Canadians have been inundated with media depictions of electoral goings-on south of the border, where everything about casting a ballot — from whether you can vote, to how you can vote, to where you can vote — is subject to torqued political commentary. By contrast, Marland and Giasson emphasize the role of public institutions in preserving the integrity of Canadian elections and maintaining continuity as political leadership comes and goes with the will of the people. They present the “important but sometimes controversial” role of Elections Canada as a safeguard of our continued stability in a tumultuous period, shaped by the threat of cyberattacks and the rapidly shifting look and feel of third-party activism. And they show how the “caretaker” role of civil servants and political staff, who remain in their positions during the campaign period, helps our system withstand excessive partisan influence. This concept applies even to ministers: “The caretaker convention dictates that, when Parliament is dissolved and there is no confidence chamber to hold them accountable, ministers will exercise restraint. Through such self-restraint, they show respect for democratic accountability.”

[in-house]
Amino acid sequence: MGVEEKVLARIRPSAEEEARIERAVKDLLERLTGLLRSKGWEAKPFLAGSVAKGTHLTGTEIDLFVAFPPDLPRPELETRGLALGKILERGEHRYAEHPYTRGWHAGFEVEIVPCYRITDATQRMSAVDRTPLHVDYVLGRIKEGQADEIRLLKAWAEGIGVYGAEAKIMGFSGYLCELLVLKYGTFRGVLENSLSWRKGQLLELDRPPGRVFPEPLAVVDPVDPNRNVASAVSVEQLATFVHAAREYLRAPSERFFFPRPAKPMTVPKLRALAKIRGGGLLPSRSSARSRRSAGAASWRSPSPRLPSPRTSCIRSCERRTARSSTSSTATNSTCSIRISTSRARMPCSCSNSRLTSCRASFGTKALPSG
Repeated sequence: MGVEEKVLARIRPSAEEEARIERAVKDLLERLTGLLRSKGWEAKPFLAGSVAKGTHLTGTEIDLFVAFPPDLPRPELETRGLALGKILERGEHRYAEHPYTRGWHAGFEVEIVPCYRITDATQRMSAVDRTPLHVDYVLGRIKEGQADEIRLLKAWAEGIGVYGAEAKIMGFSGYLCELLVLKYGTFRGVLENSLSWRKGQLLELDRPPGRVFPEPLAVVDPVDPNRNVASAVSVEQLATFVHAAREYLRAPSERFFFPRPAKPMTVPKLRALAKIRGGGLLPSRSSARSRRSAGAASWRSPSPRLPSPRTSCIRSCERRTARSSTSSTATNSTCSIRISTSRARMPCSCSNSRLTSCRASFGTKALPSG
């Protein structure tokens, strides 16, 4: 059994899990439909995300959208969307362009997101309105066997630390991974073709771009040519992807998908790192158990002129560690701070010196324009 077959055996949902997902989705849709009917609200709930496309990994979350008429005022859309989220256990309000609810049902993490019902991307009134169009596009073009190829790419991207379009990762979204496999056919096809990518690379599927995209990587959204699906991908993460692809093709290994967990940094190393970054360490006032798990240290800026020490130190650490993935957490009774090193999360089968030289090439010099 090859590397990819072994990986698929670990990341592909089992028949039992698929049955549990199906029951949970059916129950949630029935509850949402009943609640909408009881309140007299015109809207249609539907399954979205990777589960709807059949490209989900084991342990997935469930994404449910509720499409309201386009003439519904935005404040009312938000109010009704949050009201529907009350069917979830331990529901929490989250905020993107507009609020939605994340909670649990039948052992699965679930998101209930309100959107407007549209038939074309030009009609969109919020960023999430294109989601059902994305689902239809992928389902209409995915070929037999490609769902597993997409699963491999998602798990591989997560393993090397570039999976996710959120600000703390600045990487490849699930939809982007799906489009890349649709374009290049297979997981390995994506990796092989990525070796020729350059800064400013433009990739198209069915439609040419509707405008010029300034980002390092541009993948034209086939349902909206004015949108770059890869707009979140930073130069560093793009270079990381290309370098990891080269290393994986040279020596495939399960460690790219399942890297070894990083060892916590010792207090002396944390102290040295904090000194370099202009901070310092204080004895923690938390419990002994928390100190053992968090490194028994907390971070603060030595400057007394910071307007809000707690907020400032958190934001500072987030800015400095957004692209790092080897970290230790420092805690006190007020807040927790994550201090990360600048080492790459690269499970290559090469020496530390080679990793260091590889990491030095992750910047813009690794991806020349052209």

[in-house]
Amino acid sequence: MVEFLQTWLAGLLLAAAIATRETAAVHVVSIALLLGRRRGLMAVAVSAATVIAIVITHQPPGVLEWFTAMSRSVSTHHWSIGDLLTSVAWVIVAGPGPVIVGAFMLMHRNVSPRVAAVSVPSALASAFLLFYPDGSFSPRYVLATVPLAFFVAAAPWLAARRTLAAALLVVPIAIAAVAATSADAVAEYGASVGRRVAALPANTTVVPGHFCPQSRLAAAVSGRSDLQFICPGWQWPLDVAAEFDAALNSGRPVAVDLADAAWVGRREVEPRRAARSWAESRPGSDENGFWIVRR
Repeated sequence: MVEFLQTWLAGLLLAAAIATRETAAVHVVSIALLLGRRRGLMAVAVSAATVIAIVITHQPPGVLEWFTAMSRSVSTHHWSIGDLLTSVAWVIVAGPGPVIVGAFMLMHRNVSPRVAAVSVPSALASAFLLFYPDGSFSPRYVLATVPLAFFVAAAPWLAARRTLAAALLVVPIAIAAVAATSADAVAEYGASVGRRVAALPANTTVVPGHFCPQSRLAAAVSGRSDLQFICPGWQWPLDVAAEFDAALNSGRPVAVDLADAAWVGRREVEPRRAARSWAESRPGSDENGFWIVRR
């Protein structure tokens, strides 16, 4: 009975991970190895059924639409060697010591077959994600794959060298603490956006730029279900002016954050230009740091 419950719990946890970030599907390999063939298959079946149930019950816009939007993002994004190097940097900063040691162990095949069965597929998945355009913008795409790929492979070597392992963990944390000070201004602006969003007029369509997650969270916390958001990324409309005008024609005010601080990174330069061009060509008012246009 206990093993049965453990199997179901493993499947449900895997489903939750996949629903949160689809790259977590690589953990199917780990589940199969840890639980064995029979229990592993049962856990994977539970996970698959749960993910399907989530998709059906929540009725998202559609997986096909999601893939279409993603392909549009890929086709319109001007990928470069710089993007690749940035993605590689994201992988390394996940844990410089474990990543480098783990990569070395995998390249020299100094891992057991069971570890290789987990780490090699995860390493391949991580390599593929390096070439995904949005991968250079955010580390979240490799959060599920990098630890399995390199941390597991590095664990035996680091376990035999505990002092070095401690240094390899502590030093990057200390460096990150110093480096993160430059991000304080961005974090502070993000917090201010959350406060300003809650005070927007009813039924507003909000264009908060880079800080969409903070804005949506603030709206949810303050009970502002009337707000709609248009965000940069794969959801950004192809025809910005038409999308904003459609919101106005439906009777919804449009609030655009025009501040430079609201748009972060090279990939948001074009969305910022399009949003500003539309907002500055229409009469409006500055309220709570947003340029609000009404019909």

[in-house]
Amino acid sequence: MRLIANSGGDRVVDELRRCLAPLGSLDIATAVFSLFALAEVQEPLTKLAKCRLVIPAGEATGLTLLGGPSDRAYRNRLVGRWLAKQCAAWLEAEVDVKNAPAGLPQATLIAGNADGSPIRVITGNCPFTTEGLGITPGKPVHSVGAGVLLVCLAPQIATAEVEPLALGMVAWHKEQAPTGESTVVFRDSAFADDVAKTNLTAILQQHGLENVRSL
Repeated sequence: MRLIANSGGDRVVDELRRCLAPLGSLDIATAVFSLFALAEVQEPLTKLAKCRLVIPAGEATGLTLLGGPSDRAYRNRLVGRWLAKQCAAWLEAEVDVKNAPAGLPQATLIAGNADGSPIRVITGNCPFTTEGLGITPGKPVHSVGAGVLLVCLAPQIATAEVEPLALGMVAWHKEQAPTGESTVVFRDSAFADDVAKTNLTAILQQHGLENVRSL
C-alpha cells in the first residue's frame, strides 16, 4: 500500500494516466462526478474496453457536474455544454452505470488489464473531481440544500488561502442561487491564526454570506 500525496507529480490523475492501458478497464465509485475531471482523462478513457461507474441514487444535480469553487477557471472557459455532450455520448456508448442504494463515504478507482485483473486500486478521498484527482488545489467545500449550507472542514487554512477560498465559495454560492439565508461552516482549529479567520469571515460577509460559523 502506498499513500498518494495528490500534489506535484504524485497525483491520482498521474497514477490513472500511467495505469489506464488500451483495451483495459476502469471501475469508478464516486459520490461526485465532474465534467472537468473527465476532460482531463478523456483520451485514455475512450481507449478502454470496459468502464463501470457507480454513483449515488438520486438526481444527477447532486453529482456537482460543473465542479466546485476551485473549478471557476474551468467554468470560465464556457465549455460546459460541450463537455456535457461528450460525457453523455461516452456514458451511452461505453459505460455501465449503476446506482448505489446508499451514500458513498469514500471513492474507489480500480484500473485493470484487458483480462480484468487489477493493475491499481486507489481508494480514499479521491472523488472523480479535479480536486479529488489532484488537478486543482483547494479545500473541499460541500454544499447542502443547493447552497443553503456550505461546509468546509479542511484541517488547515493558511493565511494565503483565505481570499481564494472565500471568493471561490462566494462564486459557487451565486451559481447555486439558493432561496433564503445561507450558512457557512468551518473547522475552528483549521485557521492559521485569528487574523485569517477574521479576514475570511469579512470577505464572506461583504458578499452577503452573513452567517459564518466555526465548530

On-the-ground experience with public opinion polling, communications, event planning, fundraising, and platform development brings us closer to understanding the roles of campaign practitioners. While individual contributors bring their own insights to the table, the increasing importance of voter targeting, segmentation, and activation emerges as a common thread. André Turcotte and Éric Grenier pronounce that “the key duties of pollsters during an election campaign start with an understanding that party strategists no longer look at the electorate homogeneously but adopt strategic segmentation techniques that allow for policies and communications to be designed for targeted groups.” Fundraisers are more reliant on communicating “a personalized message on a mass scale,” supported by carefully curated supporter databases. Media buys are increasingly selected to reach target voters digitally where the party has its best chances to make gains.